From ransomware to cyberwarfare attacks, the digital landscape is a dangerous and unpredictable one, and manufacturing industries need to be doing more than ever to prepare.
On 27th June 2017, computer screens around the world were greeted with the unwelcome sight of black and an impertinent demand of bitcoin payment to de-encrypt their files.
The text, however, was a decoy. There was no saving these systems. NotPetya, allegedly developed and released by the Russian government and targeted overwhelmingly at Ukrainian businesses, was purely destructive in its intent. Afflicting industries as diverse as shipping, utilities, and manufacturing, the attack wrought around $10 billion in damages.
While not all cyber-attackers are as well-resourced or as malicious as the NotPetya attackers, the attack illustrated one thing – we had moved into a new era of large-scale cyber-attacks. Manufacturing industries – who are themselves becoming increasingly digital – need to sit up and take notice.
“Cyber-crime has been increasing tremendously,” says Florence Verzelen, Executive Vice President, Industry, Marketing, and Sustainability at Dassault Systèmes. “In the coming decades, cyber wars are going to be every bit as important as real wars. Cybersecurity has a strategic importance that it never had before.”
The risk is also broadly dispersed. “All companies dealing with mission-critical infrastructure, or who own critical intellectual property that could impact a country's sovereignty are primary targets for a cyber espionage attack,” says Stephane Sireau, Vice President, High Tech Industry at Dassault Systèmes.
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Businesses are all too aware of the risks. In PwC’s 2023 Global Digital Trust Insights survey, in which manufacturing and industry respondents were the most represented group, 42% of those surveyed said that they had experienced a cyber breach since 2020. One in ten reported that breaches had cost them $10 million or more. Of course, most cyber-attacks are not like NotPetya. They do not aim, primarily, to cause damage for its own sake, but to steal or extort.
“The number of intellectual property leaks and ransomware attacks are growing and are of major concern for most industrial companies,” says Sireau. “This risk is reinforced by the geopolitical context and lack of certain security technologies over the globe.”
In some ways, cyber risk is being exacerbated by a fragmentary regulatory landscape. “What's probably going to become more and more important is the fact that we don't have real regulation between different entities,” says Florence Verzelen. “Between US and Europe, for example, there are few effective cybersecurity standards. That means a substantial digital threat.”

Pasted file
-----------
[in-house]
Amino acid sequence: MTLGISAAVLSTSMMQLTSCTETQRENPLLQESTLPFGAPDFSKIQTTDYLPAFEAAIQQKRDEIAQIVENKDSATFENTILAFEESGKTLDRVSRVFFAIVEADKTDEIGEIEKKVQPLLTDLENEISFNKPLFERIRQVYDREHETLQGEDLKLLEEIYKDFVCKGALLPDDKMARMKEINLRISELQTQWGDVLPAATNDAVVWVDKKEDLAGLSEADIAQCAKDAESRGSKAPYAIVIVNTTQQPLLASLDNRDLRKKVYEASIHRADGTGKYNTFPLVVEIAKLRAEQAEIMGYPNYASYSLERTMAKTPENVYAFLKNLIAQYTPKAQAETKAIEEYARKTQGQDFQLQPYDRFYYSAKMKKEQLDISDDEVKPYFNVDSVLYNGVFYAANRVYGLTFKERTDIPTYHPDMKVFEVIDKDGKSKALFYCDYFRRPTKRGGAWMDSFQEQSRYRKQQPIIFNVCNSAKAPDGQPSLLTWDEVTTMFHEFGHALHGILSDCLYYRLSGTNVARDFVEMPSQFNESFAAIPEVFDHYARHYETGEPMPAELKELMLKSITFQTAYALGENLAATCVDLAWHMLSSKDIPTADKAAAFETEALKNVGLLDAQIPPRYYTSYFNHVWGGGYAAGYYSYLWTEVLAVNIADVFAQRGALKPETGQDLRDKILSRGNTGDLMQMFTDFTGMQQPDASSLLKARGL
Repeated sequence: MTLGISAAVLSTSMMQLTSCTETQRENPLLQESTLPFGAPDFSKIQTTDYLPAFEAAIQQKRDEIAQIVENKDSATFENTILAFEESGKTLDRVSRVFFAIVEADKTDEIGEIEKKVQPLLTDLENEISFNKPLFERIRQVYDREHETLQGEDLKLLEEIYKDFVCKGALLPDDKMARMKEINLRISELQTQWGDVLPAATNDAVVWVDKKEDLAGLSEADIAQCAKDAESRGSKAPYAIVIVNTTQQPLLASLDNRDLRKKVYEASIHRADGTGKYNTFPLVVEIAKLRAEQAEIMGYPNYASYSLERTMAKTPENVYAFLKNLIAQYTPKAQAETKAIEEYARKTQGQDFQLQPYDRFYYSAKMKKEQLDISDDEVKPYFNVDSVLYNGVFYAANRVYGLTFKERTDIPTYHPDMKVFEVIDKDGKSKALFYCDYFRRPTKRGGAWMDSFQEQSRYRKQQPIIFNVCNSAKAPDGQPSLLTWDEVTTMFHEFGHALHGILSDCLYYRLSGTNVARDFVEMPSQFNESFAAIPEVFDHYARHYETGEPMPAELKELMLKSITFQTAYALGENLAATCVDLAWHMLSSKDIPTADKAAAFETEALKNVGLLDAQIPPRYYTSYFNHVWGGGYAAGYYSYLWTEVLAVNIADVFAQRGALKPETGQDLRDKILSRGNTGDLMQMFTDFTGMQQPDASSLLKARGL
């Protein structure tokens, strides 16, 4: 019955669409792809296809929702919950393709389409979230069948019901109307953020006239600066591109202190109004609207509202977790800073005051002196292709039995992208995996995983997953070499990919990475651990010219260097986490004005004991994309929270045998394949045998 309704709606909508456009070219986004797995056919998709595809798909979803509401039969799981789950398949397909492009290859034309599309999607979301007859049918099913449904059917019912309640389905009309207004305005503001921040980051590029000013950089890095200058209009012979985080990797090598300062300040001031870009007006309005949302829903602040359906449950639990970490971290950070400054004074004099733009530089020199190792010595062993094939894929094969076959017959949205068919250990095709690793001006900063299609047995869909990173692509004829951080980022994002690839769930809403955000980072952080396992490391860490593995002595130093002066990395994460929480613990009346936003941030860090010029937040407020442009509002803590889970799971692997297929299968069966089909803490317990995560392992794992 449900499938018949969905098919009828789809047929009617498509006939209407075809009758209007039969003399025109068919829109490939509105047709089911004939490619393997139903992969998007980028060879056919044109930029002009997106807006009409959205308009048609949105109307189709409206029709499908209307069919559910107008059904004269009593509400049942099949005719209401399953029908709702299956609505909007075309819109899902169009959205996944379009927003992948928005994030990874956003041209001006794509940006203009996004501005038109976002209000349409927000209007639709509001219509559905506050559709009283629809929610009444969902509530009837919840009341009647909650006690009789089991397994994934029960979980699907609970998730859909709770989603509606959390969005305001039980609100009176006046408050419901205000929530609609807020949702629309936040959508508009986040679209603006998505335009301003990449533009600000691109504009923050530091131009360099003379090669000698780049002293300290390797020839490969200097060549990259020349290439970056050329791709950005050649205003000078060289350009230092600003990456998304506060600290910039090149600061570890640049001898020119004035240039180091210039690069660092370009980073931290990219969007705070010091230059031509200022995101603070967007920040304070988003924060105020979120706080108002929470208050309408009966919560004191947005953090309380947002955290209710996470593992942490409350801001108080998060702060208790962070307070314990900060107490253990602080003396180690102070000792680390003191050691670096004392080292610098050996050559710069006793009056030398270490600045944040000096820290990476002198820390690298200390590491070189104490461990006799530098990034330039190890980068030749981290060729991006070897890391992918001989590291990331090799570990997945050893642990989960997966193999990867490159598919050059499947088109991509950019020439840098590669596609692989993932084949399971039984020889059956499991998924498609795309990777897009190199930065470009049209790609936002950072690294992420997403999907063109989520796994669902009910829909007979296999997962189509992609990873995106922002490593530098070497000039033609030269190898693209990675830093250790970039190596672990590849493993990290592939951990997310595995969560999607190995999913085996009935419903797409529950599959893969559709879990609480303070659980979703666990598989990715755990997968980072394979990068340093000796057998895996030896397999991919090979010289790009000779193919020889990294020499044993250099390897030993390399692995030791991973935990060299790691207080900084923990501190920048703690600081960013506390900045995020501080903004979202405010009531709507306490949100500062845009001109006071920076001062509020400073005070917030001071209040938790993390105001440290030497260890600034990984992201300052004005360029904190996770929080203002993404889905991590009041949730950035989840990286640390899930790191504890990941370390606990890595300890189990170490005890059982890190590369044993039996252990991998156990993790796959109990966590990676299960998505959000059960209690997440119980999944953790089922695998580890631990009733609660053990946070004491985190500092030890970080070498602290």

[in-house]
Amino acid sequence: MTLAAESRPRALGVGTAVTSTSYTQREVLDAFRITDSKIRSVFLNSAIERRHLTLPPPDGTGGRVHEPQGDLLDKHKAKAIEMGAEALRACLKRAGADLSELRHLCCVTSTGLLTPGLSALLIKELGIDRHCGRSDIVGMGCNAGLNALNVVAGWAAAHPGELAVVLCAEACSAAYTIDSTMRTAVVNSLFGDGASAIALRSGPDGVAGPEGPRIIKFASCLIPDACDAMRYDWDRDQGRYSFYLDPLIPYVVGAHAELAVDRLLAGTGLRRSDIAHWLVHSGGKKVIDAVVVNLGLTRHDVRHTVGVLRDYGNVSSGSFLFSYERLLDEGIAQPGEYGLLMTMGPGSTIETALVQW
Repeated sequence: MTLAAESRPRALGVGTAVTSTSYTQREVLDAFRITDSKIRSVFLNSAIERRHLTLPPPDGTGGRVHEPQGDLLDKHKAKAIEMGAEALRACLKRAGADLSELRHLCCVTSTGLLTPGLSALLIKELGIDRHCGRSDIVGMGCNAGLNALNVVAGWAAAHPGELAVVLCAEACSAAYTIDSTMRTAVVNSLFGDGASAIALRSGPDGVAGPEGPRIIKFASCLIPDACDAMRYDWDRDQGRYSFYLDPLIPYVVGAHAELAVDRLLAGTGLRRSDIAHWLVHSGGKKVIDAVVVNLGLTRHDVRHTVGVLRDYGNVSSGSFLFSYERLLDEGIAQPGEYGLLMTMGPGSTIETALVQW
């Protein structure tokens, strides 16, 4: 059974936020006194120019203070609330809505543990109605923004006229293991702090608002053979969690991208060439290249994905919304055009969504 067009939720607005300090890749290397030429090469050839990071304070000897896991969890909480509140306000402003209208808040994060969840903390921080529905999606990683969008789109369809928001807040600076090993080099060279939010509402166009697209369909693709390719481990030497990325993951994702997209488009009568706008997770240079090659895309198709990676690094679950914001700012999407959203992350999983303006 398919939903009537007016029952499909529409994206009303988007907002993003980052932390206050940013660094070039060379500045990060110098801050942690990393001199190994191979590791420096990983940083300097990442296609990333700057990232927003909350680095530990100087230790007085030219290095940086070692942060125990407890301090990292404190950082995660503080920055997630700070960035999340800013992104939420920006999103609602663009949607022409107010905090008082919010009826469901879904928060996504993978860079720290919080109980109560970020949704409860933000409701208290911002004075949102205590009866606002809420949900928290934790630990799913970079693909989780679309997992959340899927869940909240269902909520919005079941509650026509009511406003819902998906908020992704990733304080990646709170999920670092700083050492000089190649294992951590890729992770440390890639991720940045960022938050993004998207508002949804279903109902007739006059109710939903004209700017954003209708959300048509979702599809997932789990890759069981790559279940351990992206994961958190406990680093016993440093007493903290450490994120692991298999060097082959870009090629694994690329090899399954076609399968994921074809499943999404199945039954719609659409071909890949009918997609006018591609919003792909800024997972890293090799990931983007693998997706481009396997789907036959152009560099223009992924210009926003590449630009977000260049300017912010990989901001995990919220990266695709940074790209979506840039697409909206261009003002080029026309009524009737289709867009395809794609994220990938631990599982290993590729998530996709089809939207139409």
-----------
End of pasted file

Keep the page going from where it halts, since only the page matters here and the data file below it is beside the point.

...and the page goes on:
And in any case, many business leaders confess that they are uncertain of accommodating these changes to regulatory frameworks. According to the PwC survey, only 9% of respondents reported that they felt confident that they were able to effectively meet all disclosure requirements.
The good news is that companies today are more aware of cyber risk, more aware of the vectors of approach, and better equipped to deal with cyber-attacks when they do happen.
But what causes cyber risk? And how can cyber risk be controlled? In general, cyber risk management can be broken down into five main themes:
1. The recognition that your employees are key actors in cybersecurity risk
2. The growing adoption of specialized software, such as intrusion detections systems (IDS), that can detect cyberattack patterns or anomalies
3. Using a Model-Based Systems Engineering (MBSE) approach to develop a single holistic view of your cyber physical systems and the potential vulnerabilities
4. The emergence of private networks to provide secure and dedicated infrastructure to support mission-critical activities
5. The adoption of cloud technologies that offer greater security than on-premise company IT infrastructure
With the right cybersecurity risk assessment, and armed with the right cybersecurity services, manufacturing businesses can feel more confident of meeting cyber risks head-on, and leveraging data tools can help enable this.
One of the most powerful ways to enable cyber readiness is through the development and deployment of digital twin solutions. As Sophie Proust, Industry Market Intelligence Director at Dassault Systèmes states, “If you have a digital twin of your cyber network, you can experiment with scenarios that would be damaging in real life. Digital twins allow you to detect failure more easily and run virtual patches to explore how to effectively react to different cyber incidents, and mange things like cloud security.”
Manufacturing cybersecurity will never cease as a priority. As the data revolution continues, and industries become more connected, risks will proliferate – consider the implications of IoT security alone. And just as our preparedness evolves, so will the threat landscape. However, companies who can establish a full understanding of their network, and develop agile and resilient systems, can stay one step ahead.
Cyberattacks have been increasing tremendously. In the coming decades, cyber wars are going to be as important as real wars. Cybersecurity has a strategic importance that it never had before.